This multi-cooker infomercial shows an actress pressure canning meat and vegetables- do not do this!
This multi-cooker infomercial shows an actress pressure canning meat and vegetables- do not do this!

The National Center for Home Food Preservation (NCHFP), an offshoot of the United States Department of Agriculture (USDA), posted an announcement today warning consumers against using digital multi-cookers for pressure canning – even if they are advertised as being able to do so.

Specifically, they said..

Even if there are referrals to the National Center for HFP in the instructions for canning in the manufacturer’s directions, we do not currently support the use of the USDA canning processes in electric, multi-cooker appliances.

hip info: canning-schmanning

There are two types of canning: hot-water bath canning for acid foods (fruits jams and jellies) and pressure canning for low-acid foods (vegetables, meat, grains and/or tomatoes).  Anyone can do hot-water bath canning with a normal pan and steamer basket (or  using pressure cooker) but pressure canning is a tightly controlled process. Low-acid foods can provide a hospitable environment to the growth of deadly bacteria which is odor-free, taste-less and otherwise invisible.  Pressure canning takes advantage of the high temperatures which can be achieved with pressure to fully sterilize the food within the jars and ensure that the contents are safe. Temperature, altitude and “processing times” are carefully calculated based on the type of food being pressure canned.

Four months ago, an American-based manufacturer began to run a TV infomercial, and large web ad campaign for a digital pressure multi-cooker with the ability to can and preserve.  It raised lots of eyebrows because it claimed to meet USDA standards for canning and the internet was a-buzz about this new ability in a multi-cooker.

This multi-cooker infomercial shows an actress putting jars in the cooker with the words "Meets USDA Standards for Canning." The National Center for Home Food Preservation says it DOES NOT!
This multi-cooker infomercial shows an actress putting jars in the cooker with the words “Meets USDA Standards for Canning.” The National Center for Home Food Preservation says it does not.

When we first saw a copy of this cooker’s manual, in September,  hip pressure cooking posted a warning to inform readers.

These multi-cookers cannot be used as canners, according to NCHFP’s guidelines:

Multi-cookers are still safe to use to pressure cook food directly in the inner pot. The NCHFP only takes issue with using these vessels for pressure canning.

Dispose of improperly canned food

If you have one of the above multi-cookers and you preserved jars of vegetables, meat, grains, and/or tomatoes there is no guarantee that these items were preserved properly. Improperly pressure canned foods offer a hospitable environment for botulism – a toxin that can cause nerve damage, paralyze, and even kill. Botulism is tasteless, odorless and invisible to the naked eye. We strongly suggest following the Center for Disease Control’s (CDC) recommendation: When in doubt, throw it out!

To dispose of suspect jars, wrap them tightly  in plastic, tape the bag shut and put them in the garbage (out of reach of humans and animals). Do not open or recycle the jars; do not taste or eat the food in the jars; do not feed the contents of the jars to animals; do not put the contents in a compost pile or throw them down the drain.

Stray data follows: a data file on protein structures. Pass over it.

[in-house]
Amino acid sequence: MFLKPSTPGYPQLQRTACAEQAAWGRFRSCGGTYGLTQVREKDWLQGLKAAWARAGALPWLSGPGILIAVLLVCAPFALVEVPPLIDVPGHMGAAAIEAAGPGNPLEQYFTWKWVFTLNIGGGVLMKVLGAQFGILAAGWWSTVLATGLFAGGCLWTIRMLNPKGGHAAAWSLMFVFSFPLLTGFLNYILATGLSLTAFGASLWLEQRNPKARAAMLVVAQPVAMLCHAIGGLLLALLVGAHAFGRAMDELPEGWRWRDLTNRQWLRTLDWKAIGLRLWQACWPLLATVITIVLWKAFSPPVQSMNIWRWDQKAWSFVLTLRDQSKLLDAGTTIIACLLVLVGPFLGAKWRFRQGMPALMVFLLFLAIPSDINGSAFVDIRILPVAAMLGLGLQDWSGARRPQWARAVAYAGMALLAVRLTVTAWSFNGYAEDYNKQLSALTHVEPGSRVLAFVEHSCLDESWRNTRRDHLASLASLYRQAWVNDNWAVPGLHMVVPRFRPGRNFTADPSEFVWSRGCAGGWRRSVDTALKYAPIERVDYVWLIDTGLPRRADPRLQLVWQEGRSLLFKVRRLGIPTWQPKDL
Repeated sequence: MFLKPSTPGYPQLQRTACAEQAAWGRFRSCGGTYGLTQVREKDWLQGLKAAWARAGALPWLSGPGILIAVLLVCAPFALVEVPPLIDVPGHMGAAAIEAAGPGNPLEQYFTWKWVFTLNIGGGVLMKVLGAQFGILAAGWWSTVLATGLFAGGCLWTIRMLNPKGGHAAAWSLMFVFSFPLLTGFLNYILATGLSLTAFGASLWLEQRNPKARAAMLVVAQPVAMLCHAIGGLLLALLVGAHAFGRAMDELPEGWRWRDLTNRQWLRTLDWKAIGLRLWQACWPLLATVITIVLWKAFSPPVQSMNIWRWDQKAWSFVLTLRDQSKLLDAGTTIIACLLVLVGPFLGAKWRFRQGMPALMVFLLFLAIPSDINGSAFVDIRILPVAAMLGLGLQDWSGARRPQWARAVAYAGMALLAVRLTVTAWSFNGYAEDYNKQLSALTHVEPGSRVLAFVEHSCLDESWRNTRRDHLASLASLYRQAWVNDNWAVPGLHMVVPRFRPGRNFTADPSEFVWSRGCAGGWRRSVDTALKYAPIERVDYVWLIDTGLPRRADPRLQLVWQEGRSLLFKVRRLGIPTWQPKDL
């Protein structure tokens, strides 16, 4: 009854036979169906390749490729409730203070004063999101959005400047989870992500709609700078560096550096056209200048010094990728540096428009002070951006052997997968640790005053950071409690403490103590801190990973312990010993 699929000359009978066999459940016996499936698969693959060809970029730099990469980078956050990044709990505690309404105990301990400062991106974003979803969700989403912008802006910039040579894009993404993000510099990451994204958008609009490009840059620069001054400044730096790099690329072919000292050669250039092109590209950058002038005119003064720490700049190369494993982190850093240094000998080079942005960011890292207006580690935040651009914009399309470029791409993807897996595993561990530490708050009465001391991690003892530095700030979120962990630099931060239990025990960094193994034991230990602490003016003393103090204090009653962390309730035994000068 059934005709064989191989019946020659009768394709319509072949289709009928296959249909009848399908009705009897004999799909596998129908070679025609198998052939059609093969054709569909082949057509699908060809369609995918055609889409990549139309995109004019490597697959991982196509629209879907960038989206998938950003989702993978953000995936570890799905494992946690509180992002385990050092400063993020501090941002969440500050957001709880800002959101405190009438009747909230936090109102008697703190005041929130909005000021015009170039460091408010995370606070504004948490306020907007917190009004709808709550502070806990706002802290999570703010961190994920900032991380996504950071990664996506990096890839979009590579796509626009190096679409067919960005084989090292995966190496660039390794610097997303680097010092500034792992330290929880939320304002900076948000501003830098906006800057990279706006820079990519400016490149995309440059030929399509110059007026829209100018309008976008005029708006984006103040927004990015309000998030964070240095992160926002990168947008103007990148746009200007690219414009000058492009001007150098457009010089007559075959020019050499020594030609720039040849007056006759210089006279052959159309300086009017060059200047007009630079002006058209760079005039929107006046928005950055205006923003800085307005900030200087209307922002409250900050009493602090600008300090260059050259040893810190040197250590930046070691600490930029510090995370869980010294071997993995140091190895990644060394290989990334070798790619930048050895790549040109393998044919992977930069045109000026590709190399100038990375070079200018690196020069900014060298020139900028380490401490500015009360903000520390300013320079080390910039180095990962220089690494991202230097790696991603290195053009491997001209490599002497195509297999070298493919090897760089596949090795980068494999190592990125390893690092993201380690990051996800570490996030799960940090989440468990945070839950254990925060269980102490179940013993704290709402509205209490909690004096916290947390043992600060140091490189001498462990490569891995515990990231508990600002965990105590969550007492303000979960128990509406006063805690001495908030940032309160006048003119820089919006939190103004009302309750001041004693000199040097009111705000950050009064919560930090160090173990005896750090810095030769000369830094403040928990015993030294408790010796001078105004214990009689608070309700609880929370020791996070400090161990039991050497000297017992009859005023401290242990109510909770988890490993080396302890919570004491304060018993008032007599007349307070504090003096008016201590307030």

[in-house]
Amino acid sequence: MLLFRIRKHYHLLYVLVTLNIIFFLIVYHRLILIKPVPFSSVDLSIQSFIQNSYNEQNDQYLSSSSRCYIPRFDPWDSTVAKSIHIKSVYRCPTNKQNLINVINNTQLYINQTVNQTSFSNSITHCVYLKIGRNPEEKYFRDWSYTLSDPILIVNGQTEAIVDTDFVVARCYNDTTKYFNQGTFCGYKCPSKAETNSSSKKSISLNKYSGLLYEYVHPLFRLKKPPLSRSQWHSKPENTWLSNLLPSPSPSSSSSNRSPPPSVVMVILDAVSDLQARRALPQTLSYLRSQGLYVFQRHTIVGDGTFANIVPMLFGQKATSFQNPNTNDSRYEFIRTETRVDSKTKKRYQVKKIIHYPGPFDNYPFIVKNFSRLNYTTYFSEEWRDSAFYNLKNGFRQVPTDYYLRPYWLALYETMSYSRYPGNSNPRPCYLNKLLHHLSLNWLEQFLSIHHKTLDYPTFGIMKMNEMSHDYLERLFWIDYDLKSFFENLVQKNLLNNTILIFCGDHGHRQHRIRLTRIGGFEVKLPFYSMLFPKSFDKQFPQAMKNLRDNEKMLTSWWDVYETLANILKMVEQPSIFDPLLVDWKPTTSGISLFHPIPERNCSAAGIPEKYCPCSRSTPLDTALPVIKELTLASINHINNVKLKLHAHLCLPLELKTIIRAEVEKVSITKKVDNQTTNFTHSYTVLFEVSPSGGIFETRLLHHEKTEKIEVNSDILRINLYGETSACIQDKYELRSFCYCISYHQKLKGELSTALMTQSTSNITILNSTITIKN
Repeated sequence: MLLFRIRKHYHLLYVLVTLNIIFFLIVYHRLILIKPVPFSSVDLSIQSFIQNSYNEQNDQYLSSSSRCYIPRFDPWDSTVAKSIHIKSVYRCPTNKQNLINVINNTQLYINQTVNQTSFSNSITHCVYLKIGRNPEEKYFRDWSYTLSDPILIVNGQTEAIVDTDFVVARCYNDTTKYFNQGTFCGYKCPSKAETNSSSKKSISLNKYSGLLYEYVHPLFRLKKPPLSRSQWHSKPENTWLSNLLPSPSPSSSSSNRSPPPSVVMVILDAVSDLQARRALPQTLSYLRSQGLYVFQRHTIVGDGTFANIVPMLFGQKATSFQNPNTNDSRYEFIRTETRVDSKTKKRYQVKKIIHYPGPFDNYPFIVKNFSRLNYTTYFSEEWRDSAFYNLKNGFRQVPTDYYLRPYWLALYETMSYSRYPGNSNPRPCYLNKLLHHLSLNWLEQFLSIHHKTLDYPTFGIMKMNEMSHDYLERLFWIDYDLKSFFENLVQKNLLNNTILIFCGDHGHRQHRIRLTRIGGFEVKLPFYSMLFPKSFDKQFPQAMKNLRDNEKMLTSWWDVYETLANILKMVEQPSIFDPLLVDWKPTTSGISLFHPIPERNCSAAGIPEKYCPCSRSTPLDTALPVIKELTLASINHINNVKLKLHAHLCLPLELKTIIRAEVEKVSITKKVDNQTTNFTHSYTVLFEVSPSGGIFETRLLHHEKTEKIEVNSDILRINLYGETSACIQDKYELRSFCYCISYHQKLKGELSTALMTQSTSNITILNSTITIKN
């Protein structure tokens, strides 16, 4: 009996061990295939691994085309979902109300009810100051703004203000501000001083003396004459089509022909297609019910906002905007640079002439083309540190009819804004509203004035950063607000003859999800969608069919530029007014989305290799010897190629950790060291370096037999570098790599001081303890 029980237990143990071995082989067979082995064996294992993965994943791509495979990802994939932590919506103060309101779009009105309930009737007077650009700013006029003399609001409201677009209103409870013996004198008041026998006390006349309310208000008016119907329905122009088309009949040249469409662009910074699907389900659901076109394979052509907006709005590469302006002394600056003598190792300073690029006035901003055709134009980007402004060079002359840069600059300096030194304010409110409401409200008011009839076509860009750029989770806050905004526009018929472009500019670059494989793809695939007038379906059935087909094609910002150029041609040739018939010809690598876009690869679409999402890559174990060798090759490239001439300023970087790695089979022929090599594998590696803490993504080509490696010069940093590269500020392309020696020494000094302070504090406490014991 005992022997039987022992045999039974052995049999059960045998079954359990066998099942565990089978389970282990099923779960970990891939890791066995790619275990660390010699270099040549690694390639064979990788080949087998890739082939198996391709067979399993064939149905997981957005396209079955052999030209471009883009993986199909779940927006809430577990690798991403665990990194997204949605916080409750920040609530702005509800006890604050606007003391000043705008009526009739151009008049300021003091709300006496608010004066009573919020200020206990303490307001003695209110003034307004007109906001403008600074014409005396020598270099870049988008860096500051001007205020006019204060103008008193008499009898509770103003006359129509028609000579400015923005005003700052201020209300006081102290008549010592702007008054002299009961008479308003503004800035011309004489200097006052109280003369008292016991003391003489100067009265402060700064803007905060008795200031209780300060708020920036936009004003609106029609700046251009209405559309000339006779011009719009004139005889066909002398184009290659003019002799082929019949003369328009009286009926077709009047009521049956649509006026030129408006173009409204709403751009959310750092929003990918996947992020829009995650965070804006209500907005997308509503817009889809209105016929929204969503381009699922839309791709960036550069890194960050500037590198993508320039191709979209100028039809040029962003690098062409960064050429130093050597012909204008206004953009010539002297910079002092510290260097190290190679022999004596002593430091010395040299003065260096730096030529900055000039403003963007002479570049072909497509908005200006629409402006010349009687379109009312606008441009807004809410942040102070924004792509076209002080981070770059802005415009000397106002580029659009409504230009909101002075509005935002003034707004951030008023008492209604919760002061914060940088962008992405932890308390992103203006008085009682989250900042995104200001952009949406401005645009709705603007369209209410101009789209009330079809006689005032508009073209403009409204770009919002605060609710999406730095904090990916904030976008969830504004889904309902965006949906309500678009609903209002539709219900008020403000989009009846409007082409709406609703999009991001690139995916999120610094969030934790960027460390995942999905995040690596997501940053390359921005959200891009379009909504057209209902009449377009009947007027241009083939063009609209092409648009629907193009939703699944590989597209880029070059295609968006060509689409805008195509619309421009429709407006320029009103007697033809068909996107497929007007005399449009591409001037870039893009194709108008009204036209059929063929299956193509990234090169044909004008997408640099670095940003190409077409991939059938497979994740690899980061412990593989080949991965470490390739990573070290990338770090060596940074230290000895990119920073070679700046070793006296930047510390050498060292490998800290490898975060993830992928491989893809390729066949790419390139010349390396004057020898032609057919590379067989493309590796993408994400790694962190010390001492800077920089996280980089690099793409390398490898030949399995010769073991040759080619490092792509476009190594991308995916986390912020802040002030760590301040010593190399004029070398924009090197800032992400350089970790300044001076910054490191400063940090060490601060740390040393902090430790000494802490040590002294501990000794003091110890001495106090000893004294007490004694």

Opening jars of improperly canned food will contaminate your hands, kitchen and utensils with this deadly bacteria spores. If any jars break or fall open, clean the entire area with a 10% bleach solution.  Dispose of the contents, glass, any sponges and rags used in the clean-up in a bag that is taped and sealed. For more information, read the Home Canning and Botulism Factsheet by the CDC.

If you ate foods pressure canned using the instructions of any of the above-mentioned cookers and have become ill please file a report with the Consumer Product Safety Commission to record your injury.

Read the full article from National Center for Home Food Preservation for more details, here:

Note: The screen captures of the infomercial above are used in accordance with copyright fair use. Reproduction of a small portion of  a copywritten work for purposes such as criticism, comment, news reporting, teaching, scholarship or research do not constitute copyright infringement. 

To avoid any appearance of impropriety, any advertisements for pressure cookers that originate from this website have been suppressed from this page.

UPDATE 1/19/2015:
When we posted a link to this article on Facebook and Eric Theiss, a representative for Power Pressure Cooker responded the next day (11/27/2014) defending the product but falling short of confirming whether the Power Pressure Cooker XL has been inspected by the National Center for home Food preservation and approved for pressure canning.

Eric Theiss: LAURA -- You have a serious conflict of interest here. You sell pressure cookers for profit on the same website where you "warn" others about the safety of your commpetitor's and claim to be looking out for their safety? Ridiculous. My power pressure cook... See More
Representative for Tristar’s Power Pressure Cooker XL responds to article announcing new National Center for Home Preservation guidelines. Click here to view entire conversation.

We recommended they contact the NCHFP, directly with their concerns.  However, despite a recent update to their website and nearly two months after acknowledging being aware of these new NCHFP regulations via facebook, Tristar still mentions that the Power Pressure Cooker can be used for pressure canning on their website. On the pages “Top 10 Reasons”, “Comparison”, “FAQ”, there are also pressure canning recipes in the “Recipes” section.

We double-checked the NCHFP website before posting this update and their warning has not been amended or updated to exclude any other pressure cookers from this warning- other than the one mentioned previously in this article.

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  1. Hi –

    I have a very large American Canner Pressure Canner – I have recently moved and this does not fit on my burners or under the ‘hood.’ I am trying to source a industrial strength (due to weight and size) induction burner.
    Any suggestions?